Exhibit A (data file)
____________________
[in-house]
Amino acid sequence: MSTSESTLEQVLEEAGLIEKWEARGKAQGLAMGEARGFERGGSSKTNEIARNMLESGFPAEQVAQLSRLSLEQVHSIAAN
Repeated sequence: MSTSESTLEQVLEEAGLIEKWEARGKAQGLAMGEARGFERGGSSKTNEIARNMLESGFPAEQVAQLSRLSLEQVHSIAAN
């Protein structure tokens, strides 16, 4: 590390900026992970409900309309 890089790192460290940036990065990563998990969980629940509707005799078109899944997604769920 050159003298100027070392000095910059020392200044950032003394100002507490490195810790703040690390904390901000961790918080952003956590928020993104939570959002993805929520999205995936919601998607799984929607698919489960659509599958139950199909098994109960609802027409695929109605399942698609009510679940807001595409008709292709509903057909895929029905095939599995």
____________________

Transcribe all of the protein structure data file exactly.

[in-house]
Amino acid sequence: MSTSESTLEQVLEEAGLIEKWEARGKAQGLAMGEARGFERGGSSKTNEIARNMLESGFPAEQVAQLSRLSLEQVHSIAAN
Repeated sequence: MSTSESTLEQVLEEAGLIEKWEARGKAQGLAMGEARGFERGGSSKTNEIARNMLESGFPAEQVAQLSRLSLEQVHSIAAN
């Protein structure tokens, strides 16, 4: 590390900026992970409900309309 890089790192460290940036990065990563998990969980629940509707005799078109899944997604769920 050159003298100027070392000095910059020392200044950032003394100002507490490195810790703040690390904390901000961790918080952003956590928020993104939570959002993805929520999205995936919601998607799984929607698919489960659509599958139950199909098994109960609802027409695929109605399942698609009510679940807001595409008709292709509903057909895929029905095939599995």